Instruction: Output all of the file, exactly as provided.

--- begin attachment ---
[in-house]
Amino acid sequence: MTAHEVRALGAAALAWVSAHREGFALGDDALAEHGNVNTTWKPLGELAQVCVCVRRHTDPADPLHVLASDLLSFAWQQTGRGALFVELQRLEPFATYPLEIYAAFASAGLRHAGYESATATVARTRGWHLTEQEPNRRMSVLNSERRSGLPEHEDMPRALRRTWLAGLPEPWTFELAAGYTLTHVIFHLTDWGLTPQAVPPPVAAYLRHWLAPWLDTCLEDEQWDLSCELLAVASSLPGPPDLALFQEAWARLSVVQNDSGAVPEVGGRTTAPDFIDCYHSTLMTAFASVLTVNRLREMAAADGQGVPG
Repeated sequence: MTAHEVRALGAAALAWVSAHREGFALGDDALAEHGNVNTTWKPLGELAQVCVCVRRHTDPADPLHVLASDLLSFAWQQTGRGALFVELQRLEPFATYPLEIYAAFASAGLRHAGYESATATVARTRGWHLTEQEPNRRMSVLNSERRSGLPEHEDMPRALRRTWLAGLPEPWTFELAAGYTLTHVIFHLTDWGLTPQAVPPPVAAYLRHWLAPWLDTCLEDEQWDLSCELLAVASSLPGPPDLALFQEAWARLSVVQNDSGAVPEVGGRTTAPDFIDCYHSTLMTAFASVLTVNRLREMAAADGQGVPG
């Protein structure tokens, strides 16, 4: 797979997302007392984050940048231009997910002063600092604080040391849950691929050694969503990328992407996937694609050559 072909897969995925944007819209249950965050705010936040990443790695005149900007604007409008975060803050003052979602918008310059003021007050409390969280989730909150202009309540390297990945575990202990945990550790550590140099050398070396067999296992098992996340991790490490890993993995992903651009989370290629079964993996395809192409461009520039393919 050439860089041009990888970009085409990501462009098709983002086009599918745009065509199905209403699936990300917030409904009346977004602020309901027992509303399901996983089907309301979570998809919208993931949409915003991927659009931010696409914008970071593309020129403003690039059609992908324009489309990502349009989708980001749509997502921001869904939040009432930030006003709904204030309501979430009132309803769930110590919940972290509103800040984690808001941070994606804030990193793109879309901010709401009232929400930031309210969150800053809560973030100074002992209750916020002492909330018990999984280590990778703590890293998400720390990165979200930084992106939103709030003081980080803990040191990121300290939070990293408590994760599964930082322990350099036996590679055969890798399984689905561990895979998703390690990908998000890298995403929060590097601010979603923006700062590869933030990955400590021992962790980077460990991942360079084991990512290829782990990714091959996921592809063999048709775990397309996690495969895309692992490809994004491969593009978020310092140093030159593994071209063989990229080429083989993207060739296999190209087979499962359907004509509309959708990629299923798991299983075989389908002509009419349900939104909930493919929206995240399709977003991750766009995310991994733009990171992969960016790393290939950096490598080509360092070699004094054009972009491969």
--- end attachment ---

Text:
[in-house]
Amino acid sequence: MTAHEVRALGAAALAWVSAHREGFALGDDALAEHGNVNTTWKPLGELAQVCVCVRRHTDPADPLHVLASDLLSFAWQQTGRGALFVELQRLEPFATYPLEIYAAFASAGLRHAGYESATATVARTRGWHLTEQEPNRRMSVLNSERRSGLPEHEDMPRALRRTWLAGLPEPWTFELAAGYTLTHVIFHLTDWGLTPQAVPPPVAAYLRHWLAPWLDTCLEDEQWDLSCELLAVASSLPGPPDLALFQEAWARLSVVQNDSGAVPEVGGRTTAPDFIDCYHSTLMTAFASVLTVNRLREMAAADGQGVPG
Repeated sequence: MTAHEVRALGAAALAWVSAHREGFALGDDALAEHGNVNTTWKPLGELAQVCVCVRRHTDPADPLHVLASDLLSFAWQQTGRGALFVELQRLEPFATYPLEIYAAFASAGLRHAGYESATATVARTRGWHLTEQEPNRRMSVLNSERRSGLPEHEDMPRALRRTWLAGLPEPWTFELAAGYTLTHVIFHLTDWGLTPQAVPPPVAAYLRHWLAPWLDTCLEDEQWDLSCELLAVASSLPGPPDLALFQEAWARLSVVQNDSGAVPEVGGRTTAPDFIDCYHSTLMTAFASVLTVNRLREMAAADGQGVPG
């Protein structure tokens, strides 16, 4: 797979997302007392984050940048231009997910002063600092604080040391849950691929050694969503990328992407996937694609050559 072909897969995925944007819209249950965050705010936040990443790695005149900007604007409008975060803050003052979602918008310059003021007050409390969280989730909150202009309540390297990945575990202990945990550790550590140099050398070396067999296992098992996340991790490490890993993995992903651009989370290629079964993996395809192409461009520039393919 050439860089041009990888970009085409990501462009098709983002086009599918745009065509199905209403699936990300917030409904009346977004602020309901027992509303399901996983089907309301979570998809919208993931949409915003991927659009931010696409914008970071593309020129403003690039059609992908324009489309990502349009989708980001749509997502921001869904939040009432930030006003709904204030309501979430009132309803769930110590919940972290509103800040984690808001941070994606804030990193793109879309901010709401009232929400930031309210969150800053809560973030100074002992209750916020002492909330018990999984280590990778703590890293998400720390990165979200930084992106939103709030003081980080803990040191990121300290939070990293408590994760599964930082322990350099036996590679055969890798399984689905561990895979998703390690990908998000890298995403929060590097601010979603923006700062590869933030990955400590021992962790980077460990991942360079084991990512290829782990990714091959996921592809063999048709775990397309996690495969895309692992490809994004491969593009978020310092140093030159593994071209063989990229080429083989993207060739296999190209087979499962359907004509509309959708990629299923798991299983075989389908002509009419349900939104909930493919929206995240399709977003991750766009995310991994733009990171992969960016790393290939950096490598080509360092070699004094054009972009491969």